Today, Hieromonk Serafin has taken up residence in the humble rectory in Pisaflores.
Fr. Antonio Perdomo prays with campers in San Estaban.
“A second, equally humble rectory, funded in large part by an OCA Church Planting Grant, is now is being built in San Esteban,” Father Ted said. “Father Serafin plans to use these two villages as a home base to serve the outlying villages.
“Because our churches have been underserved, evangelical Protestants have effectively proselytized many of the region’s Orthodox Christians,” Father Ted continued. “With a resident priest in the area, the last barrier to effective ministry—the ability to travel to these remote rural villages on a regular basis—can be overcome. Many villages are unmapped and are located along slow going stone roads.”
To visit these villages, Father Serafin depends on others, and he often must hire a driver.
“Instead of visiting parishes once every two months, as he does at present, Father Serafin could serve two or three parishes a week if he had a vehicle,” explained Father Ted. “To this end, the 2015 OCA-OCMC mission team members, with the blessing of Archbishop Alejo, are raising funds to purchase a used four-wheel drive vehicle for the sole purpose of serving these 12 parishes.” [Those interested in learning how they can help this effort may contact Father Ted at firstname.lastname@example.org.]
Fr. Serafin and Archbishop Alejo, seated, with 2015 mission team.
The team also is collecting mounted icons that can be sent to the villages. Established parishes or individuals with “extras” are invited to send them to Father Antonio Perdomo, 520 West Rosemary Ave, Pharr, TX 78577-0667, who will see to it that they are delivered.
“We hope that when the 2016 OCA-OCMC mission team returns to San Esteban, we will be able to deliver a reliable used vehicle and adorn the village churches with icons,” Father Ted concluded.
Those who would like to participate in next summer’s mission team may contact Father Ted at the e-mail address noted above or OCMC at 904-829-5132.
In the Warsaw Seminary chapel are [from left] Victor Lutes, Janine Alpaugh, John Shimchick, and Joseph Green.
Five young adults representing the Orthodox Church in America are among the forty-plus participants from around the world attending the international Orthodox youth festival, “Attaining Conciliarity,” at the Monastery of the Annunciation’s Academy here during the last week of August 2015.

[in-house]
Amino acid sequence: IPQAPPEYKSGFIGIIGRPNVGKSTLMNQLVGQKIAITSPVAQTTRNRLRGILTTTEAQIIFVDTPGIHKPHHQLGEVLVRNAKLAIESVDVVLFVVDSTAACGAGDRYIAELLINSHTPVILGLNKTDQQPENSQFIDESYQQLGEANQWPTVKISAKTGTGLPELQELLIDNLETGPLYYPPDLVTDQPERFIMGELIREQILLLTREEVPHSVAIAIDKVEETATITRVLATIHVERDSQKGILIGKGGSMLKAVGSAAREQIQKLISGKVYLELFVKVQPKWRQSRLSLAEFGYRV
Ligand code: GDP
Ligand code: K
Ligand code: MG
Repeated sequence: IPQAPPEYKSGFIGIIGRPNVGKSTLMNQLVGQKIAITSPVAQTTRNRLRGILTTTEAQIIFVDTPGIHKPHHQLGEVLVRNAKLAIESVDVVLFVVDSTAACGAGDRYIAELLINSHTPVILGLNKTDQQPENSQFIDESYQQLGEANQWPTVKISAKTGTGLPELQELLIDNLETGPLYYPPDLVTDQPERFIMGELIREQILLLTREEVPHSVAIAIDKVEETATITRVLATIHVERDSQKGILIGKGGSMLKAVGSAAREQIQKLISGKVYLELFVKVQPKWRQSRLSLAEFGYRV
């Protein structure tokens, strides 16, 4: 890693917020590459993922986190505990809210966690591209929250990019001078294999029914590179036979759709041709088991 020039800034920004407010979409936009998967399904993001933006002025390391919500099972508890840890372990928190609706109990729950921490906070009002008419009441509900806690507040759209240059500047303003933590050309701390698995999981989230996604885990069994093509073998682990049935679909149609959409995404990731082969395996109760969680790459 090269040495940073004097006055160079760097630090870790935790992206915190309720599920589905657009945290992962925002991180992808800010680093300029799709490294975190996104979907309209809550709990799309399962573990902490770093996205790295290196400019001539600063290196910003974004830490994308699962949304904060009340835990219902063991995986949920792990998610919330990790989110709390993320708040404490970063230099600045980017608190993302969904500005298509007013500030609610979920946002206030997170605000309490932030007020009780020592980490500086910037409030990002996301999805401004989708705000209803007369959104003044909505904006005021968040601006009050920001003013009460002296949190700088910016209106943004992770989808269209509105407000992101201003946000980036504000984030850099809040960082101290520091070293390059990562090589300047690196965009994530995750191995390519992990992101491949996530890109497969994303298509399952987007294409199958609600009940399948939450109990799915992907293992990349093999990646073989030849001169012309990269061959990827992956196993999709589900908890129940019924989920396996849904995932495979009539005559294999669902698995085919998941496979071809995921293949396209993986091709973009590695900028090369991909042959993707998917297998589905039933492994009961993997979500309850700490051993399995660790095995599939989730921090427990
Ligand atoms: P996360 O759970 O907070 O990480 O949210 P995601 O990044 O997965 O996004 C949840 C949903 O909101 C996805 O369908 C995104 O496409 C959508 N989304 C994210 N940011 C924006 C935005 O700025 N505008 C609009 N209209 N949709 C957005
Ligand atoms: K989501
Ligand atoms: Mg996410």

In early 2015, each OCA diocese had been asked to select a young adult to participate in the festival. Representing the Archdiocese of Washington is Victor Lutes, while Janine Alpaugh, William Kopcha and Joseph Green are representing the Dioceses of New York and New Jersey, New England and the South respectively. Also representing the Diocese of New York and New Jersey is John Shimchick, who had visited the Church in Poland several years ago.
Archpriest Dr. Chad Hatfield, Chancellor of Saint Vladimir’s Seminary, Yonkers, NY, is the keynote festival speaker. His topic is “The Conciliar Model of the OCA: The Dream of Saint Tikhon.” Also slated to address the gathering is Archpriest Vladimir Misijuk of Bialystok, Poland, who will speak on “Attaining Conciliarity: The Task of our Daily Life.” Father Vladimir is an alumnus of Saint Vladimir’s Seminary and former Syndesmos General Secretary.
“Since its establishment in Paris, France in 1953 as a way to connect Orthodox youth and young adults the world over, Syndesmos has worked closely with youth in North America, Western Europe and the traditional ‘Orthodox homelands,’” said Andrew Boyd, OCA Youth Director. “This was especially crucial in the late 20th century as the only means to connect Orthodox youth in eastern and central Europe with their counterparts elsewhere. While still a university student, the late Father John Meyendorff was among Syndesmos’ founders, while other Influential members of Syndesmos as young adults and beyond include the late Father Alexander Schmemann, the late Patriarch Ignatius of Antioch, Patriarch Kyrill of Moscow, Archbishop Anastasios of Albania, Archbishop Demetrios of the Greek Orthodox Archdiocese of North America, Metropolitan Kallistos Ware, and countless others. The OCA has a strong tradition of supporting Syndesmos through its general secretariat, elected vice-presidency and board membership and by providing interns and staff members. In 2009, I had the honor of serving as a Syndesmos intern.”
Upon their arrival in Poland, the OCA representatives were hosted at the Warsaw Theological Seminary before leaving for Bialystok and Suprasl. As part of the festival program they will visit the Orthodox women’s monastery in Grabarka, one of the Orthodox Church of Poland’s holiest sites, and participate in celebrations marking the 35th anniversary of the Orthodox Youth Fellowship of Poland.